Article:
It's sunny and sort of warm, springtime on the Near West Side. I love walking into my backyard—especially in the morning when things are quieter—and listening to the sounds of the neighborhood.
Although I don't go to church, I like hearing the bells from the two or three nearby churches. It's one of those pleasant human touches about being in the city that helps to offset the frequent unpleasant human touches. Like our neighbor on 31st Place who's prone to 2 a.m. screaming fits.
You get used to all sorts of things, like the slamming of doors. I can tell which neighbor is leaving the house by the sound the door makes. Ours, too, which announces itself with a squeaking sound that I suppose could be eliminated with a bit of oil. But why?
One summer when our neighbors on both sides were on vacation, and Joanne was gone too, it was so quiet I felt uneasy. I really missed the daily sounds of human activity.
When I hear about the same thing several times from different sources I'm pretty sure it's something worth paying attention to. The latest is the work of Gregory Colbert, seen in this video and in even greater depth at the Ashes and Snow website. Mr. Colbert's vision of people and animals interacting in magical ways is shown through a book, photo exhibition, film and an incredible website.
A student shared the website with our Interactive Media class as an example of interactive storytelling, and it's as beautiful an example as I've ever seen. The music and the images are haunting and poetic, while the random and fluid interface that you explore with your mouse is appropriately mysterious.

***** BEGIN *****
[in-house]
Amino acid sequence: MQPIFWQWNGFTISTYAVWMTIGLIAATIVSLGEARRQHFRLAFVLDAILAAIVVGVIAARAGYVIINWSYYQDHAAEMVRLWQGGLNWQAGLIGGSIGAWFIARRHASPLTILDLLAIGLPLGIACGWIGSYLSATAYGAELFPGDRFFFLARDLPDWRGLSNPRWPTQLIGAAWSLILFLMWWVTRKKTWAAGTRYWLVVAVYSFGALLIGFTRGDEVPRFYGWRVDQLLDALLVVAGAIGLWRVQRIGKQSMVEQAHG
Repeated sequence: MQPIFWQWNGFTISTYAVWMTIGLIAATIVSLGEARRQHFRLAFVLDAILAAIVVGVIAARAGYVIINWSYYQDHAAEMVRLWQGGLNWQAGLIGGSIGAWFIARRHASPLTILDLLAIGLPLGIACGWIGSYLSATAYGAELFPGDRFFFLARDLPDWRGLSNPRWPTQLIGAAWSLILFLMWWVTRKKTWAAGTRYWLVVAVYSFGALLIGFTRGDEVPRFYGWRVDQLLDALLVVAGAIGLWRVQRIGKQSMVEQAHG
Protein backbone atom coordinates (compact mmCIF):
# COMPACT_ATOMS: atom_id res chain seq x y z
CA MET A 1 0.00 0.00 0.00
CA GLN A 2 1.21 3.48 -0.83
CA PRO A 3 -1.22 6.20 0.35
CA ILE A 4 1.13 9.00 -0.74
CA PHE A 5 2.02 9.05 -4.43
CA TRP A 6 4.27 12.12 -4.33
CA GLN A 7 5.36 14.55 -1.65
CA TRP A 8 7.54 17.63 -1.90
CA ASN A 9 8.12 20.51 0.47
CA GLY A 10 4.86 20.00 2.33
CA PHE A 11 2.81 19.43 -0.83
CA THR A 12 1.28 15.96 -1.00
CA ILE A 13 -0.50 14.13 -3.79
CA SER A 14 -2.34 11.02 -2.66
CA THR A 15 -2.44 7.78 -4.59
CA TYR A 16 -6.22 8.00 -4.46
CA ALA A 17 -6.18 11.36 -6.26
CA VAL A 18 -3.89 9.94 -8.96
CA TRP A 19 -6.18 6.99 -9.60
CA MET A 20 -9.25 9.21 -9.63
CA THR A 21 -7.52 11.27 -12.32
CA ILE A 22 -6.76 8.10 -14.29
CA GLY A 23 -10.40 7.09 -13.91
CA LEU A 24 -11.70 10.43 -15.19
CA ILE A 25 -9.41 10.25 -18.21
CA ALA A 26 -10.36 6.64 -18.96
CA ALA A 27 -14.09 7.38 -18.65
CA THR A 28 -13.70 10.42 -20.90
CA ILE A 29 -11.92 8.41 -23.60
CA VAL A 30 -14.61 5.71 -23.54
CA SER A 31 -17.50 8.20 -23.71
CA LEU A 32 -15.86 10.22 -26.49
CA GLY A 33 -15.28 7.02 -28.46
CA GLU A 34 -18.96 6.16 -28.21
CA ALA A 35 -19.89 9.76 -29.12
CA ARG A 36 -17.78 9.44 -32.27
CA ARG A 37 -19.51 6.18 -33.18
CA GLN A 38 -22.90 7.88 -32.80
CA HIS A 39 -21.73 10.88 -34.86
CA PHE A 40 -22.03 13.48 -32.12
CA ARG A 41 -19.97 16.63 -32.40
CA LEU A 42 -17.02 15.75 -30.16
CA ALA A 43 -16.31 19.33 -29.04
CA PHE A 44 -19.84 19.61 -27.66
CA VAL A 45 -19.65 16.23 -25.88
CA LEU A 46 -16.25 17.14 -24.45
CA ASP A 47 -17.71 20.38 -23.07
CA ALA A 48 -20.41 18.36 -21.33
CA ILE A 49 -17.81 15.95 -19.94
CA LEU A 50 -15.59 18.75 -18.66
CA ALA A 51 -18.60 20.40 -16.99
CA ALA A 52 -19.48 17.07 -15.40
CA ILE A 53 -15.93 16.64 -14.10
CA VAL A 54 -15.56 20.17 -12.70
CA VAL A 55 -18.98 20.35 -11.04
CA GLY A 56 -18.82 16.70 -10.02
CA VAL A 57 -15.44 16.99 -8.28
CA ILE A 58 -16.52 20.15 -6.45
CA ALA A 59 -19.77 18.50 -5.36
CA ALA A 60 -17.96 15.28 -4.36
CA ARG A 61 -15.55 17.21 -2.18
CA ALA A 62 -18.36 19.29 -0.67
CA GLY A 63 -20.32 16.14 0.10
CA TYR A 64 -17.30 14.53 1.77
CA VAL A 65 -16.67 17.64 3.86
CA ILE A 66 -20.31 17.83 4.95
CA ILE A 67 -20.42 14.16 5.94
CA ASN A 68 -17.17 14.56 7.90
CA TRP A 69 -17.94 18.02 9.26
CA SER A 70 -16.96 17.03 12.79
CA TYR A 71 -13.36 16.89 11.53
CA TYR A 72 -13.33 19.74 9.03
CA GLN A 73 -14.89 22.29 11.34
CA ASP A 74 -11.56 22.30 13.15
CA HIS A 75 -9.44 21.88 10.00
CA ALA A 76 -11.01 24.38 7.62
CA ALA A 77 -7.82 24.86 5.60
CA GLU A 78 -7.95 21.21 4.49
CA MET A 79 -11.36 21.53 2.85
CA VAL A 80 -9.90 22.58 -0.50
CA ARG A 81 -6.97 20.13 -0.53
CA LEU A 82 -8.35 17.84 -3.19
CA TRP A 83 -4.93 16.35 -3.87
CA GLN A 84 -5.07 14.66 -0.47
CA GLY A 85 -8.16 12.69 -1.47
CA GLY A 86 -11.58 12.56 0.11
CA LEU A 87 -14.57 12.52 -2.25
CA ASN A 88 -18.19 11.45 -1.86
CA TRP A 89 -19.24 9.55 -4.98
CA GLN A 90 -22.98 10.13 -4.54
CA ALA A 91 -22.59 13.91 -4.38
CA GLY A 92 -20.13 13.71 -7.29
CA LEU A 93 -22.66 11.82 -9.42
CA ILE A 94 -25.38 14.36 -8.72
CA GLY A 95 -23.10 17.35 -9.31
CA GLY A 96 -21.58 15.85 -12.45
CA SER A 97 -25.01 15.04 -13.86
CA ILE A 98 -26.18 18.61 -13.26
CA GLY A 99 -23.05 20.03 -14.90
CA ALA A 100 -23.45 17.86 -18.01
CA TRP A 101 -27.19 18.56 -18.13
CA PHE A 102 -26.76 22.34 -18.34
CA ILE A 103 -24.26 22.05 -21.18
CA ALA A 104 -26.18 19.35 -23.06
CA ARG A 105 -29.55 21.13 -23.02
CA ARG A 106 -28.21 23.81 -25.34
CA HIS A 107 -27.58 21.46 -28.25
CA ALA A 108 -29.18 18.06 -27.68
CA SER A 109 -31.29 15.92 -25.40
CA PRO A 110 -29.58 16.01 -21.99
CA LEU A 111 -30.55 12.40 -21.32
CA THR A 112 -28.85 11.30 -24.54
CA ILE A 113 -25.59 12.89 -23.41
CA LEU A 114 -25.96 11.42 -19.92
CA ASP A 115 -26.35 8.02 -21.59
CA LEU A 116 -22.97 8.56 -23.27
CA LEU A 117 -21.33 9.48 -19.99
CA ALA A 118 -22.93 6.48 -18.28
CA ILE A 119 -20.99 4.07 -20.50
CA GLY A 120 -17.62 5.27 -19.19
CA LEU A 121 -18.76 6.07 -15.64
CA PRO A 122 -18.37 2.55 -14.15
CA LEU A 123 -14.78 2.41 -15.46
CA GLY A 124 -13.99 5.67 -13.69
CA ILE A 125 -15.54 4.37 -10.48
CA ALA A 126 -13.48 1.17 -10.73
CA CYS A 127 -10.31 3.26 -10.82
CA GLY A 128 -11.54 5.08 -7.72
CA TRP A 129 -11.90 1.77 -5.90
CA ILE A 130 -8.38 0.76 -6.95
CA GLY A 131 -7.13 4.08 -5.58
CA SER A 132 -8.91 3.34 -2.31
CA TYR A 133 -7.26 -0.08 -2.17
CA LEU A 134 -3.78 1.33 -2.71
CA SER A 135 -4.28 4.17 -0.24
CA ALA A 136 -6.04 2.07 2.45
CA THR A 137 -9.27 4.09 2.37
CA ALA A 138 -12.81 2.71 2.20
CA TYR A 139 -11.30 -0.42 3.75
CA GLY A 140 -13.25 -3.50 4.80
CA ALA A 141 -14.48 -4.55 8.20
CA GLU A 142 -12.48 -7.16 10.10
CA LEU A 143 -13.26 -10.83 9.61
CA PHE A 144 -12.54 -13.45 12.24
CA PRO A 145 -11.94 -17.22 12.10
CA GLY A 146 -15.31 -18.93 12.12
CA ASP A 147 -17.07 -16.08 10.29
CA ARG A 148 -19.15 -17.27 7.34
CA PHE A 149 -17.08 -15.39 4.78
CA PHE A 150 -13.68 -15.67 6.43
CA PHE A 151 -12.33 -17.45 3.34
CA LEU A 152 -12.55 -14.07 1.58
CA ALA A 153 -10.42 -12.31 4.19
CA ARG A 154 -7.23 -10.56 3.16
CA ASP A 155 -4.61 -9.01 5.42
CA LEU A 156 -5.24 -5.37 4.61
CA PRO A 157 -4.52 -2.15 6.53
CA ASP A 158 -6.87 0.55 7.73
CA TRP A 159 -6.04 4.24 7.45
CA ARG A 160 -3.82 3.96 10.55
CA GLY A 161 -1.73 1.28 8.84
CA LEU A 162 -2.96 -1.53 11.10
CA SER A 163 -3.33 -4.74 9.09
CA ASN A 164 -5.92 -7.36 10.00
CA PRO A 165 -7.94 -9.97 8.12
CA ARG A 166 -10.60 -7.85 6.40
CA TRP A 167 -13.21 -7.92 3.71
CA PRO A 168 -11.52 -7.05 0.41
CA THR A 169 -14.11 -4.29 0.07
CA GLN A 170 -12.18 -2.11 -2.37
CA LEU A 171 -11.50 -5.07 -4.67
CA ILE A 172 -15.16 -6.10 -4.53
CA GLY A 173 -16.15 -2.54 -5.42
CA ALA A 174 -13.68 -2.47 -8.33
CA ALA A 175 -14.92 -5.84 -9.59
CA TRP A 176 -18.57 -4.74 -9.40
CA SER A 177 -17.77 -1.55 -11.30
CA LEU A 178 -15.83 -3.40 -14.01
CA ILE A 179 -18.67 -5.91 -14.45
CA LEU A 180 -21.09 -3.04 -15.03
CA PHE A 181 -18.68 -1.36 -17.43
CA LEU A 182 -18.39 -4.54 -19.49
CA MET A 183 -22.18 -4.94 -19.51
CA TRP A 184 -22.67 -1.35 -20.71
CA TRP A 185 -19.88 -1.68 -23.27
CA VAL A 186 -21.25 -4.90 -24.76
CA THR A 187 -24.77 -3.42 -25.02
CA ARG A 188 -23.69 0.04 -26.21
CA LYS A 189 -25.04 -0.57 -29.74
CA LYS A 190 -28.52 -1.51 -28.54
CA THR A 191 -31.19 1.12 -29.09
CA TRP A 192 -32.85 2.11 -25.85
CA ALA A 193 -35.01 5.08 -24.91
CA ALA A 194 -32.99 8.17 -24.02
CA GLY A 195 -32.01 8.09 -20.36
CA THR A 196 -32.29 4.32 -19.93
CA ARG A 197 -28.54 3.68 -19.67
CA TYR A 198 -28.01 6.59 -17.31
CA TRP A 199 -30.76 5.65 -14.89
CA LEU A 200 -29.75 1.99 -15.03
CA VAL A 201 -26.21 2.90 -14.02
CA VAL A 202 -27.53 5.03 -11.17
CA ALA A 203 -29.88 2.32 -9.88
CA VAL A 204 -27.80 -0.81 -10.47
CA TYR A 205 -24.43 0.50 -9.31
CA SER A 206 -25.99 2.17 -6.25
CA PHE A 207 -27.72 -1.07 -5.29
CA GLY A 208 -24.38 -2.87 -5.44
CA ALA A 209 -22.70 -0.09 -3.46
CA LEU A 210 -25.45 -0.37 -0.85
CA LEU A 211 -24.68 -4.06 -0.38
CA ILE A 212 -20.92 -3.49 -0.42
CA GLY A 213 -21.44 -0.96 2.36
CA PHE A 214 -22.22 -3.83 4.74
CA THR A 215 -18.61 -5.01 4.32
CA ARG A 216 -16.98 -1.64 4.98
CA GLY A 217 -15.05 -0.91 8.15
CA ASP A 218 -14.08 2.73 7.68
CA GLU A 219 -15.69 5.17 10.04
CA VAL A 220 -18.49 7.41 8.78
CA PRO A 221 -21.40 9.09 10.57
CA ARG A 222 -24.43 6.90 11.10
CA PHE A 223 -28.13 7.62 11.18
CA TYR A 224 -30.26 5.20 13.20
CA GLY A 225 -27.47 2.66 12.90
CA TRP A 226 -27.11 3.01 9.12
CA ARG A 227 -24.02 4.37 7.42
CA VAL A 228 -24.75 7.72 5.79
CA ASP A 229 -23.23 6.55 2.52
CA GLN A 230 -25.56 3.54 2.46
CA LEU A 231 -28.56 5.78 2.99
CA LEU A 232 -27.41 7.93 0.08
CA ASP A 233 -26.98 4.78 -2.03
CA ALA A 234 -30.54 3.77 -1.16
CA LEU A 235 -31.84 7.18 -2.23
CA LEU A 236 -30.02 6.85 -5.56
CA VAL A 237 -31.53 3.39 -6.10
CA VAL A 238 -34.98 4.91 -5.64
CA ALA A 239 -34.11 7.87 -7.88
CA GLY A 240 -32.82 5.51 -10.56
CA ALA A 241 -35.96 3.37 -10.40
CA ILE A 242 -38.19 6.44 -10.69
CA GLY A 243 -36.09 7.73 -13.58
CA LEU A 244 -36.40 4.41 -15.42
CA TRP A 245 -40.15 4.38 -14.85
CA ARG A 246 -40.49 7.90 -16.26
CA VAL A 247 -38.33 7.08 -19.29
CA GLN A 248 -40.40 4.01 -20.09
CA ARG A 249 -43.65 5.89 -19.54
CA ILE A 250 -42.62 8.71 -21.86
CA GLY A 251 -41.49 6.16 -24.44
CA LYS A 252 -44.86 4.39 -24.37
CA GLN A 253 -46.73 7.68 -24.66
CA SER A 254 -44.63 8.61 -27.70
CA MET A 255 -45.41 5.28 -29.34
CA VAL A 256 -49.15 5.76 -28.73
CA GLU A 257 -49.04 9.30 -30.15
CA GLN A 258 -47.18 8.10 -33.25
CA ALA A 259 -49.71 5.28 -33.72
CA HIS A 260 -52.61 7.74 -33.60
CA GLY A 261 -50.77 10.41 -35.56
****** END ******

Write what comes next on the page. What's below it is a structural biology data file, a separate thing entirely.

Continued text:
I could try to describe more, like how the still images sometimes morph into motion, or how the narrator's voice and the music create an environment that's both peaceful and vaguely disturbing.
But it's much more important that you experience it for yourself and draw your own conclusions: Ashes and Snow. Be sure to visit the "Enhanced Site." You'll need to wait occasionally for sections to load, but it's worth the wait. Be prepared to invest some time with the site...it's worth it.
This statement from the website gives you an idea of the magnitude of the entire project:
The Ashes and Snow exhibition includes more than 50 large-scale photographic artworks, a one-hour film and two nine-minute film haikus. None of the images have been digitally collaged or superimposed. They record what the artist himself saw through the lens of his camera. While Colbert uses both still and movie cameras, the images are not stills from the film.